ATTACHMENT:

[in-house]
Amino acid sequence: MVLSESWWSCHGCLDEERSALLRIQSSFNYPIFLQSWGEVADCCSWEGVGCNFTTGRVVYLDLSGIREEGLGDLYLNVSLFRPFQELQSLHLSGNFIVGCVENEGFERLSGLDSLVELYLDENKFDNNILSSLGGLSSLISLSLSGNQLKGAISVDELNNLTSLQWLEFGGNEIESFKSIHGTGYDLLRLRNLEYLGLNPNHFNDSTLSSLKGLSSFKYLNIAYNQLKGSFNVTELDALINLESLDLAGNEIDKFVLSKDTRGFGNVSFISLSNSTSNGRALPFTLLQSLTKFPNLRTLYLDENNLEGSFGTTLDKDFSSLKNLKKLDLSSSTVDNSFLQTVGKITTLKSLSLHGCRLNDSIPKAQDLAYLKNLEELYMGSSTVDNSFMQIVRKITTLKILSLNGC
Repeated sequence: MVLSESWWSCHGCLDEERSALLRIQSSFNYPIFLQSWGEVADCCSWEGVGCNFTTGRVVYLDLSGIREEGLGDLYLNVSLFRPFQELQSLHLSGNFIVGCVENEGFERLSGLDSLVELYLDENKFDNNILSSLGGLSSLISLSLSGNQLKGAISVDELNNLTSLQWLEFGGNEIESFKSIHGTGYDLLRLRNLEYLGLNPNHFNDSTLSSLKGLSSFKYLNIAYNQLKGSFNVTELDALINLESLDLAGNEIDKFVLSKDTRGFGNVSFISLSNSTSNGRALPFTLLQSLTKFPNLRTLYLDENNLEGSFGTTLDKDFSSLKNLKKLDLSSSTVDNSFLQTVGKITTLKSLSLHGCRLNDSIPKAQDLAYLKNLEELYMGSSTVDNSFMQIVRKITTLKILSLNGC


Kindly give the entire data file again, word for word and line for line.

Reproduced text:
[in-house]
Amino acid sequence: MVLSESWWSCHGCLDEERSALLRIQSSFNYPIFLQSWGEVADCCSWEGVGCNFTTGRVVYLDLSGIREEGLGDLYLNVSLFRPFQELQSLHLSGNFIVGCVENEGFERLSGLDSLVELYLDENKFDNNILSSLGGLSSLISLSLSGNQLKGAISVDELNNLTSLQWLEFGGNEIESFKSIHGTGYDLLRLRNLEYLGLNPNHFNDSTLSSLKGLSSFKYLNIAYNQLKGSFNVTELDALINLESLDLAGNEIDKFVLSKDTRGFGNVSFISLSNSTSNGRALPFTLLQSLTKFPNLRTLYLDENNLEGSFGTTLDKDFSSLKNLKKLDLSSSTVDNSFLQTVGKITTLKSLSLHGCRLNDSIPKAQDLAYLKNLEELYMGSSTVDNSFMQIVRKITTLKILSLNGC
Repeated sequence: MVLSESWWSCHGCLDEERSALLRIQSSFNYPIFLQSWGEVADCCSWEGVGCNFTTGRVVYLDLSGIREEGLGDLYLNVSLFRPFQELQSLHLSGNFIVGCVENEGFERLSGLDSLVELYLDENKFDNNILSSLGGLSSLISLSLSGNQLKGAISVDELNNLTSLQWLEFGGNEIESFKSIHGTGYDLLRLRNLEYLGLNPNHFNDSTLSSLKGLSSFKYLNIAYNQLKGSFNVTELDALINLESLDLAGNEIDKFVLSKDTRGFGNVSFISLSNSTSNGRALPFTLLQSLTKFPNLRTLYLDENNLEGSFGTTLDKDFSSLKNLKKLDLSSSTVDNSFLQTVGKITTLKSLSLHGCRLNDSIPKAQDLAYLKNLEELYMGSSTVDNSFMQIVRKITTLKILSLNGC